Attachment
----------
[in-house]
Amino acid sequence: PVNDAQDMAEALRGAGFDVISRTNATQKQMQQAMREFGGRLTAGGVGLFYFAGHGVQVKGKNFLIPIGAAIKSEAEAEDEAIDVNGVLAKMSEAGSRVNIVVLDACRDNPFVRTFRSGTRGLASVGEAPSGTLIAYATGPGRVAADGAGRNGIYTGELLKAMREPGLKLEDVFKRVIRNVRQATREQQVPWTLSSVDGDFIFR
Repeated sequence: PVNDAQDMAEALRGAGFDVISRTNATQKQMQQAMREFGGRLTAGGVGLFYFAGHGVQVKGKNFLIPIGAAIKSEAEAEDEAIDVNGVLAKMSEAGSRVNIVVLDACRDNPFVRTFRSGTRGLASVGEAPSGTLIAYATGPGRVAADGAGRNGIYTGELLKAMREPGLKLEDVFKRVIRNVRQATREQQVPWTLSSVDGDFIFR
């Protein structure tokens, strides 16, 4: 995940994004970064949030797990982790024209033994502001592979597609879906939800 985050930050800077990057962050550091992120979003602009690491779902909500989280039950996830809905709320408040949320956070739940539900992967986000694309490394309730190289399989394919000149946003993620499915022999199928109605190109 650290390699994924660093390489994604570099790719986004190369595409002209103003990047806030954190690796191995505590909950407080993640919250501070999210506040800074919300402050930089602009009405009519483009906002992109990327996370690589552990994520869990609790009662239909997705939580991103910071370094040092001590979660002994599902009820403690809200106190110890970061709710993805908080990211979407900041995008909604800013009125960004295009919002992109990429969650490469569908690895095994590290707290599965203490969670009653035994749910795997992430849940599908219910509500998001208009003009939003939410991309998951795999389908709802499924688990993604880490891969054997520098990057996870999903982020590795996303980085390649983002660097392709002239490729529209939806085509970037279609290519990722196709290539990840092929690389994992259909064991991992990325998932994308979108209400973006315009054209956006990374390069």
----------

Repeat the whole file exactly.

[in-house]
Amino acid sequence: PVNDAQDMAEALRGAGFDVISRTNATQKQMQQAMREFGGRLTAGGVGLFYFAGHGVQVKGKNFLIPIGAAIKSEAEAEDEAIDVNGVLAKMSEAGSRVNIVVLDACRDNPFVRTFRSGTRGLASVGEAPSGTLIAYATGPGRVAADGAGRNGIYTGELLKAMREPGLKLEDVFKRVIRNVRQATREQQVPWTLSSVDGDFIFR
Repeated sequence: PVNDAQDMAEALRGAGFDVISRTNATQKQMQQAMREFGGRLTAGGVGLFYFAGHGVQVKGKNFLIPIGAAIKSEAEAEDEAIDVNGVLAKMSEAGSRVNIVVLDACRDNPFVRTFRSGTRGLASVGEAPSGTLIAYATGPGRVAADGAGRNGIYTGELLKAMREPGLKLEDVFKRVIRNVRQATREQQVPWTLSSVDGDFIFR
């Protein structure tokens, strides 16, 4: 995940994004970064949030797990982790024209033994502001592979597609879906939800 985050930050800077990057962050550091992120979003602009690491779902909500989280039950996830809905709320408040949320956070739940539900992967986000694309490394309730190289399989394919000149946003993620499915022999199928109605190109 650290390699994924660093390489994604570099790719986004190369595409002209103003990047806030954190690796191995505590909950407080993640919250501070999210506040800074919300402050930089602009009405009519483009906002992109990327996370690589552990994520869990609790009662239909997705939580991103910071370094040092001590979660002994599902009820403690809200106190110890970061709710993805908080990211979407900041995008909604800013009125960004295009919002992109990429969650490469569908690895095994590290707290599965203490969670009653035994749910795997992430849940599908219910509500998001208009003009939003939410991309998951795999389908709802499924688990993604880490891969054997520098990057996870999903982020590795996303980085390649983002660097392709002239490729529209939806085509970037279609290519990722196709290539990840092929690389994992259909064991991992990325998932994308979108209400973006315009054209956006990374390069």